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Oh, my aching muscles...

Creeping Perennials are Ornamental, Low-Maintenance Substitutes for Traditional Turf Lawns

By Sally Credille, Leslie Kirk and Don Eberly

A lush, green lawn is something to be proud of, but the challenges of maintaining such a lawn can be tough for the greenest thumb. Where traditional turf fails in the landscape, creeping perennials are ornamental and functional alternatives. “Almost every homeowner has an area in the landscape where grass just won’t grow,” says Frances Hopkins, founder and CEO of Under A Foot Plant Company. “Creeping perennials provide the solution for these problem areas.”

Creeping perennials should not be likened to groundcovers, though it is easy to confuse the two. “The difference is definitive,” Hopkins says. “Groundcovers grow much larger at 12 to 24 inches and do not make for a pleasant walking surface. Creepers will grow around two to four inches tall, creating a pleasant, low visual plane typically associated with a lawn—plus they are sturdy enough to handle foot traffic.”

“Creeping perennials have thousands of tiny root nodes that firmly grasp the soil,” Hopkins says. “As often as you step on them with the soles of your feet, they will vigorously take root; the more they are walked on, the faster they will creep across the landscape space.”

 Picking a Creeper

First, it’s important to decide how you are going to use the planted area. “Foot traffic and function are among the most important considerations when selecting lawn replacement alternatives,” Hopkins says. This is why she has categorized Stepables perennials into three usage groups:  for light, moderate and heavy foot traffic areas. Light foot traffic means someone will be walking on the creeping perennials one to two times per week; moderate is one to two times per day, and heavy is three or more times per day. A good rule of thumb is the denser the plant is, the more traffic it will take.

To make the switch from grass to creeping perennials, take the time to assess the expected levels of foot traffic. Curb appeal is another important consideration related to improving a home’s landscape and overall appearance. “Think about the elements of décor—brick, slate, concrete, paint color, and color scheme,” Hopkins says. “Make plant choices that work well with the surroundings.”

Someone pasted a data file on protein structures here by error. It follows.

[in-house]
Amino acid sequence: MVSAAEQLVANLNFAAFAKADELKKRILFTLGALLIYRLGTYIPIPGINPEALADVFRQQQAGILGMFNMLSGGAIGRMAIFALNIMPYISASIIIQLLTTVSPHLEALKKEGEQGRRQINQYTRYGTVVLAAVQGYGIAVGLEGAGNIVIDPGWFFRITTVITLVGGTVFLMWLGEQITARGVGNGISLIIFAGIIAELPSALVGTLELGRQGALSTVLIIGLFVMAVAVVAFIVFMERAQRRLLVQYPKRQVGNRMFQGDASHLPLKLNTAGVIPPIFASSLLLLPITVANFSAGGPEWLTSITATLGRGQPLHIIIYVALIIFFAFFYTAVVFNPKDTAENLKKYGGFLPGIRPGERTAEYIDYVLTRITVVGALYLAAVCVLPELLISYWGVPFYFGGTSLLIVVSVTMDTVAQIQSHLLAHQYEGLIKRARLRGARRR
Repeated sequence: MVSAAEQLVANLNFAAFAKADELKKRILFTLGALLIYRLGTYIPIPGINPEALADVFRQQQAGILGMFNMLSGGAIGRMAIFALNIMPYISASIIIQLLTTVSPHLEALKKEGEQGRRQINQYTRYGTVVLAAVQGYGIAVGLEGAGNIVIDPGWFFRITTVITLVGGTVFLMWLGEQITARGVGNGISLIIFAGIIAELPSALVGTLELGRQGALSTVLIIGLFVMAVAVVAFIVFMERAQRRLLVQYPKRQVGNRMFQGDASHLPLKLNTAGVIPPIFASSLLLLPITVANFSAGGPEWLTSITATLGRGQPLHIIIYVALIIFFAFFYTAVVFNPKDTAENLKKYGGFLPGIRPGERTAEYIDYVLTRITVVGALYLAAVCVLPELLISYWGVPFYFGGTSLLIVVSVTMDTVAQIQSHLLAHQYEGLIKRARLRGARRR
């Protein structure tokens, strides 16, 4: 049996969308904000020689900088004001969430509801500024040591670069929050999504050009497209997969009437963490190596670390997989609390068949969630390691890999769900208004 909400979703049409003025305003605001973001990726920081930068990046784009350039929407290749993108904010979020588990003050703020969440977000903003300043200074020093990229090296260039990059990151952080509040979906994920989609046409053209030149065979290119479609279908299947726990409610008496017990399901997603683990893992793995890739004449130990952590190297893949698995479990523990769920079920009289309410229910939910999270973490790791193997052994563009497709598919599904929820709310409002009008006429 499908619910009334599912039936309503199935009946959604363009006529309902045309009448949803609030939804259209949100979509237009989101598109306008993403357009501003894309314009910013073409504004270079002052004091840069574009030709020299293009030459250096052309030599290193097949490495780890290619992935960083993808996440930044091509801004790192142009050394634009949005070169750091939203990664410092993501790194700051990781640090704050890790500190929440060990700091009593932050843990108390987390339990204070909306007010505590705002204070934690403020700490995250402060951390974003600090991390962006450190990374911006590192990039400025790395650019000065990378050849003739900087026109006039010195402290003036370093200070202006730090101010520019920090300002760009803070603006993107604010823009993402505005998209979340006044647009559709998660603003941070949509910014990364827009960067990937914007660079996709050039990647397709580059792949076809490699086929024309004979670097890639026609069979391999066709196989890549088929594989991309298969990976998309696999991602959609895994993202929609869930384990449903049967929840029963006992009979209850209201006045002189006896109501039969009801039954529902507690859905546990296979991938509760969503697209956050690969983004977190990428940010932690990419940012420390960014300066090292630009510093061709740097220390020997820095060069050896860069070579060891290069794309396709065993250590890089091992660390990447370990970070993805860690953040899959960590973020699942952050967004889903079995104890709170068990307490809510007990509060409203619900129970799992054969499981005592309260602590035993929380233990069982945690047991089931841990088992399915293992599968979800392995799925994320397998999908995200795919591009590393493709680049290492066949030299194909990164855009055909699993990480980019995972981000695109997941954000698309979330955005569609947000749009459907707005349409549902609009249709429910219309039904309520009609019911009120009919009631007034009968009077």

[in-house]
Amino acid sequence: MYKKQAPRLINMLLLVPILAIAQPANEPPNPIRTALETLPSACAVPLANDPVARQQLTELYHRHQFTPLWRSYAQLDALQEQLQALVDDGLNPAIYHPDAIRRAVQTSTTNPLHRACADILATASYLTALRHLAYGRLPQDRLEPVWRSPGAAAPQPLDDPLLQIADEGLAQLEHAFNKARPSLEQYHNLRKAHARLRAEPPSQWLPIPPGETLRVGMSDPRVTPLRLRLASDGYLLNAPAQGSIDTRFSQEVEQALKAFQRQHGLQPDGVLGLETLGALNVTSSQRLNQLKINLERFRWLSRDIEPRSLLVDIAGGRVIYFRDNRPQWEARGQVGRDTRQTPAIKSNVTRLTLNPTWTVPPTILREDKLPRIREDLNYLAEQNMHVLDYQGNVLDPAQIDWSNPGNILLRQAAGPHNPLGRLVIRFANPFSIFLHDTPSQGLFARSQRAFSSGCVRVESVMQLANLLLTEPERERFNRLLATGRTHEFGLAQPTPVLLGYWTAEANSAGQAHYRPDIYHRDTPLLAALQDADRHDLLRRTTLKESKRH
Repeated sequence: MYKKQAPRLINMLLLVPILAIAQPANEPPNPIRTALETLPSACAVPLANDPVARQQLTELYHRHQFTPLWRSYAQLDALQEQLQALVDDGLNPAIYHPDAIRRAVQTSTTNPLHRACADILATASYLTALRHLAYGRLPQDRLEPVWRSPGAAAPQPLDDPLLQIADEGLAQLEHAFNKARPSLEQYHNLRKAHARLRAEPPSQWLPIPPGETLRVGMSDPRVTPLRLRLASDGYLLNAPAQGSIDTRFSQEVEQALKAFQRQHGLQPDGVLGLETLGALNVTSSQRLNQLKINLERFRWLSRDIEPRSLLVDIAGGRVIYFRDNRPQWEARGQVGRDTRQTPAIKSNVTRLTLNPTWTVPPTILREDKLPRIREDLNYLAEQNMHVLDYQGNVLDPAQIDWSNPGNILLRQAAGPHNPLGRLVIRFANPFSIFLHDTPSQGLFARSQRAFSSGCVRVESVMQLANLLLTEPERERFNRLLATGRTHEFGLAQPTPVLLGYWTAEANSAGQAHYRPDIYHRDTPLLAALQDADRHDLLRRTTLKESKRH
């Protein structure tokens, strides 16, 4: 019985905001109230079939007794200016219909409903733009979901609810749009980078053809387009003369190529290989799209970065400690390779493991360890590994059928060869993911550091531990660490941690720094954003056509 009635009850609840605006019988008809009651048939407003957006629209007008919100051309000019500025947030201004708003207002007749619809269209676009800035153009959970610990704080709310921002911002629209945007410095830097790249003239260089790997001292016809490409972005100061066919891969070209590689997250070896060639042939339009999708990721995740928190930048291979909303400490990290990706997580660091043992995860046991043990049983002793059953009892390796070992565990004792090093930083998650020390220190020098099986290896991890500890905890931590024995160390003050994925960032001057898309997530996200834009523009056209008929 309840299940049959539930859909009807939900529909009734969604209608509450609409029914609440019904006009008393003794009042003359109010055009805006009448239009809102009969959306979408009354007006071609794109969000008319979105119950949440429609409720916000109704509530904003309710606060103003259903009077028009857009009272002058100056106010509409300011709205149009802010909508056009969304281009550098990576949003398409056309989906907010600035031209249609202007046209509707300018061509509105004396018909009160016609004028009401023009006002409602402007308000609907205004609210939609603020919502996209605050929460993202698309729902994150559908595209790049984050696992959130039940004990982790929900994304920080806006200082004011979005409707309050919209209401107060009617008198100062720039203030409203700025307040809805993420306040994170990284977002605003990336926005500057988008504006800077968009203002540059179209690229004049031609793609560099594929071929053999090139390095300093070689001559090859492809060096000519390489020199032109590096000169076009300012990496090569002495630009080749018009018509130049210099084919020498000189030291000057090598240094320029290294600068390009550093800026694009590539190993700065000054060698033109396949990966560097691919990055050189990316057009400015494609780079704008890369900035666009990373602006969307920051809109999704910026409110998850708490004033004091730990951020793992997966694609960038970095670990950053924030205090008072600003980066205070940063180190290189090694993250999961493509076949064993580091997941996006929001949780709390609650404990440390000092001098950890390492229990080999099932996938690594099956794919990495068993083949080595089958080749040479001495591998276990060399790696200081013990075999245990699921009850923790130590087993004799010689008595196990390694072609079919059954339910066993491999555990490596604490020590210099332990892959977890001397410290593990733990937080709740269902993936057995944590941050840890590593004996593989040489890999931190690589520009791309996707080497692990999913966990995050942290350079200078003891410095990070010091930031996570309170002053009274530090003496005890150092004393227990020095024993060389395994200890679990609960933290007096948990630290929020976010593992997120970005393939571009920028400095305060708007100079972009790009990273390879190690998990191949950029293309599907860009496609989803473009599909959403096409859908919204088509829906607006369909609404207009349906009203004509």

With these considerations in mind, the next step is choosing the right plants for the environmental conditions. Hopkins says the most important thing to look for is sun to shade ratio and soil type. Take a soil sample to a local garden center for analysis, where employees can suggest a soil amendment that will ensure adequate moisture retention AND drainage. Proper drainage provides adequate water for a plant’s needs, while permitting excess water to flow away from the plant’s roots. Excess soil moisture can cause creeping perennials to suffer from rot or other ailments.

The Turf Transition: Planning

Once you choose the proper plant for the area, make sure it is available, in the quantities you need, from the local garden center. Then, determine the density of the plants. Spacing them 12 inches apart, for example, will require fewer plants—but they may take a year or more to fill in. Plus, you will need to weed in between the plants until they do. Spacing plants just two inches apart will require more plants and will cost more. So, deciding how densely to plant creeping perennials depends on how much money is in the budget and if instant gratification is a priority.

The next step is removing the sod and tilling and amending the soil with the amendments chosen to enhance drainage. Once the soil is prepared, consider placing a slow-release fertilizer at root level. “Do not place fertilizer directly on the plant because this will burn the foliage,” Hopkins says. To avoid having to do a lot of hand weeding, homeowners may opt to apply a ground cloth or mulch, though creeping perennials naturally inhibit weeds. For best results, plant creeping perennials even with or just above the soil line, but never below. Planting below the soil line can cause water to collect around the crown of the plants which will cause them to rot, Hopkins says.

The final step is just that—gently step on each plant to set it firmly in place. “Believe it or not, gently stepping on each new plant brings the roots into contact with the soil. In a few days, little roots will emerge from the nodes,” Hopkins says. The more care that is put into installing creeping perennials, the more they will pay off in the end with the long-term benefit of a beautiful, functional landscape with far less maintenance and more time to simply enjoy it.  NWGN

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